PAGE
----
Schedule and Budget Updates
Scheduling and project planning is an activity that continues throughout the lifetime of a project. As changes or discrepancies between the plan and the realization occur, the project schedule and cost estimates should be modified and new schedules devised. Too often, the schedule is devised once by a planner in the central office, and then revisions or modifications are done incompletely or only sporadically. The result is the lack of effective project monitoring and the possibility of eventual chaos on the project site.
On "fast track" projects, initial construction activities are begun even before the facility design is finalized. In this case, special attention must be placed on the coordinated scheduling of design and construction activities. Even in projects for which the design is finalized before construction begins, change orders representing changes in the "final" design are often issued to incorporate changes desired by the owner.
Periodic updating of future activity durations and budgets is especially important to avoid excessive optimism in projects experiencing problems. If one type of activity experiences delays on a project, then related activities are also likely to be delayed unless managerial changes are made. Construction projects normally involve numerous activities which are closely related due to the use of similar materials, equipment, workers, or site characteristics. Expected cost changes should also be propagated throughout a project plan. In essence, duration and cost estimates for future activities should be revised in light of the actual experience on the job. Without this updating, project schedules slip more and more as time progresses. To perform this type of updating, project managers need access to original estimates and estimating assumptions.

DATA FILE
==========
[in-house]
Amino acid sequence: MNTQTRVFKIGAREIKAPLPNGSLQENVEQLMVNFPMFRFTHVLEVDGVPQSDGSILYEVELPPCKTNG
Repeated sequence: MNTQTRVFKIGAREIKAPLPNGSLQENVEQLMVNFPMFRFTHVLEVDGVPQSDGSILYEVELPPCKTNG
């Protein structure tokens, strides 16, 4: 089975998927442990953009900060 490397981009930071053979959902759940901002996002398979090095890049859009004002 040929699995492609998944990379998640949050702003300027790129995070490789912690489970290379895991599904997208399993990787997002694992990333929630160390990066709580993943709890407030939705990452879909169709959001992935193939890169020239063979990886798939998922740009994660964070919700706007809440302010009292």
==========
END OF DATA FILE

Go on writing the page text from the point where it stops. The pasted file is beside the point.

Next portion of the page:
Unfortunately, most project cost control and scheduling systems do not provide many aids for such updating. What is required is a means of identifying discrepancies, diagnosing the cause, forecasting the effect, and propagating this effect to all related activities. While these steps can be undertaken manually, computers aids to support interactive updating or even automatic updating would be helpful.
Beyond the direct updating of activity durations and cost estimates, project managers should have mechanisms available for evaluating any type of schedule change. Updating activity duration estimations, changing scheduled start times, modifying the estimates of resources required for each activity, and even changing the project network logic (by inserting new activities or other changes) should all be easily accomplished. In effect, scheduling aids should be directly available to project managers. Fortunately, local computers are commonly available on site for this purpose.